Tuesday, 3 March 2015

Review by Dave Coates and some thoughts about why I wrote Fauverie

Dave Coates has reviewed Fauverie on his blog and for the spring issue of Poetry Wales. His is an in-depth analysis that explores the spirit of my book:


Here is an excerpt:
"Fauverie works partly in light of her 2001 collection The Zoo Father, if at all possible I’d also recommend reading the earlier book."
"Though it too has its moments of tenderness, The Zoo Father seems in its most emotionally charged moments an angry book. In the first section its imaginative strength is employed in disempowering, making safe or actively harming the father in something like acts of retribution; these poems explicitly relate what the father has done to his family, and are difficult and painful to read. It’s an important collection, one I wish I’d read sooner. Fourteen years later, Fauverie – though it too openly confronts plain facts of violence and abuse – is at heart, I think, a book about finding peace. Though the organising details – the poet visiting her father on his deathbed in Paris – are the same, it does not so much re-write the story as examine it from different angles. The third poem in the collection, ‘Portrait of My Father as a Bird Fancier’, quite explicitly questions the morality of returning to a story, or of selecting another imaginative reality:
‘The one a nightingale serenades
just because he’s in pain – that’s
the father I choose, not the man
who thrusts red-hot prongs in their eyes
so their songs will carry for miles.’

The poem ends with this certainty undermined:

‘He does not make canaries trill so loud
that the tiny branches of their lungs
burst. I am sure of this, though I am just
an ounce in the fist of his hand.’

The poem sets out the risk being taken in this re-examination; the book gives the father a voice on several occasions, and at times permits a view of him not solely as the monster of The Zoo Father, but as an old man himself confronting death; though the potential even for a dying man to commit or denote violence is, as in these lines, rarely far from the surface. It is noticeable, for example, that the father’s pleasures, like ‘Pâté de Foie Gras’ or ‘Ortolan’, require the incarceration and torture of wild animals.
He concludes: 
"The final line of the poem and book is ‘I proclaimed peace after bloodshed’; for Fauverie to find this redress at a cost very clearly laid out in the body of the collection, this balancing of books where The Zoo Father perhaps did not, is a rather extraordinary gesture."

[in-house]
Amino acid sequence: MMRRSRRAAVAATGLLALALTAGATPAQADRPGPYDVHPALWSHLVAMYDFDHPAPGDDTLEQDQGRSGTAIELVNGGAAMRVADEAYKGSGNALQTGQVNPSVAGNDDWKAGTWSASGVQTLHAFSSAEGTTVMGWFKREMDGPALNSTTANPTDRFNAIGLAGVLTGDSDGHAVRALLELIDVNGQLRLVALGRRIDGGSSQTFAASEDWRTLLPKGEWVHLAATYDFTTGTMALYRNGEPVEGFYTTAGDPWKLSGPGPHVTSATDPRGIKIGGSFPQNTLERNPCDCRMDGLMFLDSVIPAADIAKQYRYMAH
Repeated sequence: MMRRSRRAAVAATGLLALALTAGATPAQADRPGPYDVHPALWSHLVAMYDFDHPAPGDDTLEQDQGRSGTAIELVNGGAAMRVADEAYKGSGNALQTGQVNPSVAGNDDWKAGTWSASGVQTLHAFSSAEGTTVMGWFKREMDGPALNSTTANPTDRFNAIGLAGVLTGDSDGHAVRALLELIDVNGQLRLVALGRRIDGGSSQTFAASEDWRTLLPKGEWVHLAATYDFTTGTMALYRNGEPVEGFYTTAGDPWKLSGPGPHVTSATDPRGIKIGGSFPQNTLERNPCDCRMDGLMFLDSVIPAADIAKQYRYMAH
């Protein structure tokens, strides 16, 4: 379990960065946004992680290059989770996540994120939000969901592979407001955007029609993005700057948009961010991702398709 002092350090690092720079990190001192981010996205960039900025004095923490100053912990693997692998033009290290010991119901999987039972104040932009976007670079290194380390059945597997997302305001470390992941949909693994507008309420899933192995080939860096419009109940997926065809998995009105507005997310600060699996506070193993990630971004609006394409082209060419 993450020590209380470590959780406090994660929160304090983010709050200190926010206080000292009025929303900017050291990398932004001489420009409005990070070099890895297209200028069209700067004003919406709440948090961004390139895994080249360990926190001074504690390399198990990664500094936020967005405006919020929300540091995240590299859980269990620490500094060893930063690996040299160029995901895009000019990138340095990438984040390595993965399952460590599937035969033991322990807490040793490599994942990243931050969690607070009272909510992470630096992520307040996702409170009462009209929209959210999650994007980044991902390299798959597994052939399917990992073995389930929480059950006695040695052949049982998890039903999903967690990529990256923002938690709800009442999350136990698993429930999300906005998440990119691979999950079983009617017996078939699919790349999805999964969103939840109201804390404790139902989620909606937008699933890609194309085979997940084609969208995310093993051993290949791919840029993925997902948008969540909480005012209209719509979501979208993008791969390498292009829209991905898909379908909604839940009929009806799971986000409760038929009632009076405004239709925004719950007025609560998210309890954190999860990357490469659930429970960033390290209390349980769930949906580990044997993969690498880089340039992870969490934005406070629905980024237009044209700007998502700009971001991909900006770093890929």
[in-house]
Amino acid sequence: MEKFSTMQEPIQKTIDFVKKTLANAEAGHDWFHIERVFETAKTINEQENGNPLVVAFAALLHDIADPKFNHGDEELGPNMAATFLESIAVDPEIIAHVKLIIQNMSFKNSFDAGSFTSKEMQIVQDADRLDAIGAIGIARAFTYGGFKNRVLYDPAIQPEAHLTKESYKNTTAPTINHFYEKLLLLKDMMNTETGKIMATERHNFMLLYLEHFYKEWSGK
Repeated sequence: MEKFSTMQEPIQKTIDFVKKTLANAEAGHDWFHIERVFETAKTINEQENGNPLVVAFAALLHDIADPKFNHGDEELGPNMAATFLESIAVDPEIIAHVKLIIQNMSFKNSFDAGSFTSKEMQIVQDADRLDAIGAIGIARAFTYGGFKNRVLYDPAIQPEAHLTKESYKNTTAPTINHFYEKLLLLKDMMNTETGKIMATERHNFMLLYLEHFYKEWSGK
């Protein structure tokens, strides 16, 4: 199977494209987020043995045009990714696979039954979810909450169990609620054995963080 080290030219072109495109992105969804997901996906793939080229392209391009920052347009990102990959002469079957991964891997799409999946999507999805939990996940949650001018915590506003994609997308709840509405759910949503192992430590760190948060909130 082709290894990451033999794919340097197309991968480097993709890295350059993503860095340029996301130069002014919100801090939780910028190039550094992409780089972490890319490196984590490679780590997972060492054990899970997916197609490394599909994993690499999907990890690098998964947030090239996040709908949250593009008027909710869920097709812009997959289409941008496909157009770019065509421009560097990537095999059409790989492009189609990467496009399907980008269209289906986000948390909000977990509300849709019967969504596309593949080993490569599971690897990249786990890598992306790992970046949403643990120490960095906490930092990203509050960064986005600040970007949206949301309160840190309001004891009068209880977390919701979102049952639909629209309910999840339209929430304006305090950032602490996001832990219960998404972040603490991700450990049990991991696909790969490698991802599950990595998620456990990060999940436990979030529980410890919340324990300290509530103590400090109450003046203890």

It might seem strange to write two books about an abusive father. I didn't expect to write a second. I hope they are not just 'confessional' books. I see my personal experience as an insight into the problem of violence against women and children, rape and child abuse, the abuse of power. It seems a worldwide issue within the family and society. At its worst, there is sadism as well as contempt for women, as apparent in the case of the 2012 Delhi gang rape of a 23 year-old student, Jyoti Singh, on a bus, where the young woman shortly afterwards died of her injuries. I can't comprehend why those young men did that.

I have, however understood some of the factors that made my father behave as he did, he even explained one of them to me, that he himself was abused in the Jesuit school he attended, though he didn't explain that to accept any guilt, just to justify why he went wild when he left home.

It was important to me that in Fauverie every attempt is made to redeem the father as he was dying, but not to flinch from what he has done. If I couldn't forgive him in life perhaps I can in a book, in art.

Image credit: Dragana Nicolic, from the illustrated edition of The Zoo Father, Serbia.


  1. Fauverie does that job well, Pascale. The lush imagery makes beauty out of something terrible, which is what true art does. That knife-edge balance makes this such a complex yet accessible book. I love it.

  2. Thank you Angela, your response means a lot to me.